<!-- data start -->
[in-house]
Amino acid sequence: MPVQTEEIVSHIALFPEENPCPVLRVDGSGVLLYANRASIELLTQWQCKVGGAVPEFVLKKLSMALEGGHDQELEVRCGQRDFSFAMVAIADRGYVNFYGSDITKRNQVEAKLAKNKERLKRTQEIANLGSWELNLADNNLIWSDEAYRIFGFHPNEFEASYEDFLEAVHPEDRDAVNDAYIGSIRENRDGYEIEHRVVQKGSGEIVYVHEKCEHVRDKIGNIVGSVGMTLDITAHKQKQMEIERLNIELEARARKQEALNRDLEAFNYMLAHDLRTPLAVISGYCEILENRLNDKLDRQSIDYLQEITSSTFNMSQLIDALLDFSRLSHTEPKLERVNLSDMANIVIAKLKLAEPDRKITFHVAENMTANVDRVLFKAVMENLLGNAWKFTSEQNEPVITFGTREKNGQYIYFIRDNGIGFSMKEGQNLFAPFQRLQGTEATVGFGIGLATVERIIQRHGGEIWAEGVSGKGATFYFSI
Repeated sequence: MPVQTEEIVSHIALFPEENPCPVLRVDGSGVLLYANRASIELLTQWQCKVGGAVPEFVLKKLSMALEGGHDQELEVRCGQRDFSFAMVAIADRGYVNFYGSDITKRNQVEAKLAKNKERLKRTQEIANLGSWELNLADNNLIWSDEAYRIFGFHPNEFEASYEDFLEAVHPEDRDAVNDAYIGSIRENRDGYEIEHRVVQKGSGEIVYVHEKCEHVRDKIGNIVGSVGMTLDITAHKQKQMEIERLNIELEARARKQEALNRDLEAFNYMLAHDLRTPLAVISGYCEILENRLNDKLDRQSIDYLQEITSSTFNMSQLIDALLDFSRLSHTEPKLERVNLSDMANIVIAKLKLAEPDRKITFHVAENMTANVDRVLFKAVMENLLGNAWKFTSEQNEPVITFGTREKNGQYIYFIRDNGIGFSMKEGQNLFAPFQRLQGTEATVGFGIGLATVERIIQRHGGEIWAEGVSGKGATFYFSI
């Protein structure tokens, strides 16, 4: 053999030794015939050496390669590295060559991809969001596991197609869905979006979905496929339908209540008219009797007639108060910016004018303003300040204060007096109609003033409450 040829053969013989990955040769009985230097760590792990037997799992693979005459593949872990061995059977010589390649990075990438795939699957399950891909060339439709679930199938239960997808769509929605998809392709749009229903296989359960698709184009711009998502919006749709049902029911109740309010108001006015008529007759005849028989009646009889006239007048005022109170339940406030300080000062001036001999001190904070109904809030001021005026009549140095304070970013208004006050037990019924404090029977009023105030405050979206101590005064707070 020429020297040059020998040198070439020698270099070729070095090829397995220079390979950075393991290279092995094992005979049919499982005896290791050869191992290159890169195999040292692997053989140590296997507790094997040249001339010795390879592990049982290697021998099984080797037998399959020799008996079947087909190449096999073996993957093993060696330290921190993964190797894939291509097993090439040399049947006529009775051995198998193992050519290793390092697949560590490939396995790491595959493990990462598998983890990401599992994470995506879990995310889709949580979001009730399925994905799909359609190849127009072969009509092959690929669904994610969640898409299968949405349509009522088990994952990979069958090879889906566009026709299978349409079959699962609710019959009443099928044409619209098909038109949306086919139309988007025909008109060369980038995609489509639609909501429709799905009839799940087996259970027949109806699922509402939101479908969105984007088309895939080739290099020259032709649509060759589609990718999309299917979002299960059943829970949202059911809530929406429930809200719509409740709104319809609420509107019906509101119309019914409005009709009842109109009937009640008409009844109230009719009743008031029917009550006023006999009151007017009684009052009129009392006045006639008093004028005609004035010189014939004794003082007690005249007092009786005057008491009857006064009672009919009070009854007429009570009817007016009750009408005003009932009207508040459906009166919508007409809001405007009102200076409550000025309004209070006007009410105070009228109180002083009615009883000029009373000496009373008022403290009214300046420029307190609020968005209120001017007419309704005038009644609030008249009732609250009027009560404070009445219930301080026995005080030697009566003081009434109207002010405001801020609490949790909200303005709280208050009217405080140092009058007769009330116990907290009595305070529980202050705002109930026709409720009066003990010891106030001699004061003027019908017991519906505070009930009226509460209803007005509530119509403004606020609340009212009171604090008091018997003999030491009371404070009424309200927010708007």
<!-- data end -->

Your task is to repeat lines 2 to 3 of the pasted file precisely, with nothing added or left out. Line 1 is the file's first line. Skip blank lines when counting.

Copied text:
Amino acid sequence: MPVQTEEIVSHIALFPEENPCPVLRVDGSGVLLYANRASIELLTQWQCKVGGAVPEFVLKKLSMALEGGHDQELEVRCGQRDFSFAMVAIADRGYVNFYGSDITKRNQVEAKLAKNKERLKRTQEIANLGSWELNLADNNLIWSDEAYRIFGFHPNEFEASYEDFLEAVHPEDRDAVNDAYIGSIRENRDGYEIEHRVVQKGSGEIVYVHEKCEHVRDKIGNIVGSVGMTLDITAHKQKQMEIERLNIELEARARKQEALNRDLEAFNYMLAHDLRTPLAVISGYCEILENRLNDKLDRQSIDYLQEITSSTFNMSQLIDALLDFSRLSHTEPKLERVNLSDMANIVIAKLKLAEPDRKITFHVAENMTANVDRVLFKAVMENLLGNAWKFTSEQNEPVITFGTREKNGQYIYFIRDNGIGFSMKEGQNLFAPFQRLQGTEATVGFGIGLATVERIIQRHGGEIWAEGVSGKGATFYFSI
Repeated sequence: MPVQTEEIVSHIALFPEENPCPVLRVDGSGVLLYANRASIELLTQWQCKVGGAVPEFVLKKLSMALEGGHDQELEVRCGQRDFSFAMVAIADRGYVNFYGSDITKRNQVEAKLAKNKERLKRTQEIANLGSWELNLADNNLIWSDEAYRIFGFHPNEFEASYEDFLEAVHPEDRDAVNDAYIGSIRENRDGYEIEHRVVQKGSGEIVYVHEKCEHVRDKIGNIVGSVGMTLDITAHKQKQMEIERLNIELEARARKQEALNRDLEAFNYMLAHDLRTPLAVISGYCEILENRLNDKLDRQSIDYLQEITSSTFNMSQLIDALLDFSRLSHTEPKLERVNLSDMANIVIAKLKLAEPDRKITFHVAENMTANVDRVLFKAVMENLLGNAWKFTSEQNEPVITFGTREKNGQYIYFIRDNGIGFSMKEGQNLFAPFQRLQGTEATVGFGIGLATVERIIQRHGGEIWAEGVSGKGATFYFSI